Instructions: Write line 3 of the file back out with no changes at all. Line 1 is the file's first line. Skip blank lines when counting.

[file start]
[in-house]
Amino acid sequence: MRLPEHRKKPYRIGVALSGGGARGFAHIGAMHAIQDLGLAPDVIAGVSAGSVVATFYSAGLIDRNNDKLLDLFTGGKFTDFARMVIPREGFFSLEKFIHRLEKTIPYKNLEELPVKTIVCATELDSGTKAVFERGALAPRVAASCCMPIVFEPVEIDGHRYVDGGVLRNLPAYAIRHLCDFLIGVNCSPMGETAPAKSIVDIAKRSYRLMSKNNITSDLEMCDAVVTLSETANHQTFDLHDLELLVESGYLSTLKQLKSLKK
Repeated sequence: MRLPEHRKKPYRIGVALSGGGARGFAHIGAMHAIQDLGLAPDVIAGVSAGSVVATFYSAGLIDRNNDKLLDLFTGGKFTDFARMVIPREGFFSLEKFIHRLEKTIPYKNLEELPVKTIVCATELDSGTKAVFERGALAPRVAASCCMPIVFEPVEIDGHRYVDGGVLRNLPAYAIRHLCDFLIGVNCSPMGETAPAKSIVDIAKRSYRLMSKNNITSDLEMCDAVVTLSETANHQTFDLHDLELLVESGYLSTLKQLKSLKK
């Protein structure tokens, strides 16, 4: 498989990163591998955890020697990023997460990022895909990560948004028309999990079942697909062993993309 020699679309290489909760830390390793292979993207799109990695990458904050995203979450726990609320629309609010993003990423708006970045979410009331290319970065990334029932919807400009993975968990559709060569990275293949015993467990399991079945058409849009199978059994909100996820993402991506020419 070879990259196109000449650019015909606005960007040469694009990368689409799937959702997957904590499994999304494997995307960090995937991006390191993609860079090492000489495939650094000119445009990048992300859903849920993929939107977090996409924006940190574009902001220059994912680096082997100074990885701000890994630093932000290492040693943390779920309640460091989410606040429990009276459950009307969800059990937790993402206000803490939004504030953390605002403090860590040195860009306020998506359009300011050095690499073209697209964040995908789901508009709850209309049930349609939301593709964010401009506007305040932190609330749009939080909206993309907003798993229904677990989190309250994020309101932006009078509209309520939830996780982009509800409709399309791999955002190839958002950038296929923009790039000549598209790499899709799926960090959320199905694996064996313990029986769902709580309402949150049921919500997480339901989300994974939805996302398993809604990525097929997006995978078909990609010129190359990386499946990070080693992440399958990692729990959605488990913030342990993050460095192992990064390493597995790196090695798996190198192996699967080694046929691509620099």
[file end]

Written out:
Repeated sequence: MRLPEHRKKPYRIGVALSGGGARGFAHIGAMHAIQDLGLAPDVIAGVSAGSVVATFYSAGLIDRNNDKLLDLFTGGKFTDFARMVIPREGFFSLEKFIHRLEKTIPYKNLEELPVKTIVCATELDSGTKAVFERGALAPRVAASCCMPIVFEPVEIDGHRYVDGGVLRNLPAYAIRHLCDFLIGVNCSPMGETAPAKSIVDIAKRSYRLMSKNNITSDLEMCDAVVTLSETANHQTFDLHDLELLVESGYLSTLKQLKSLKK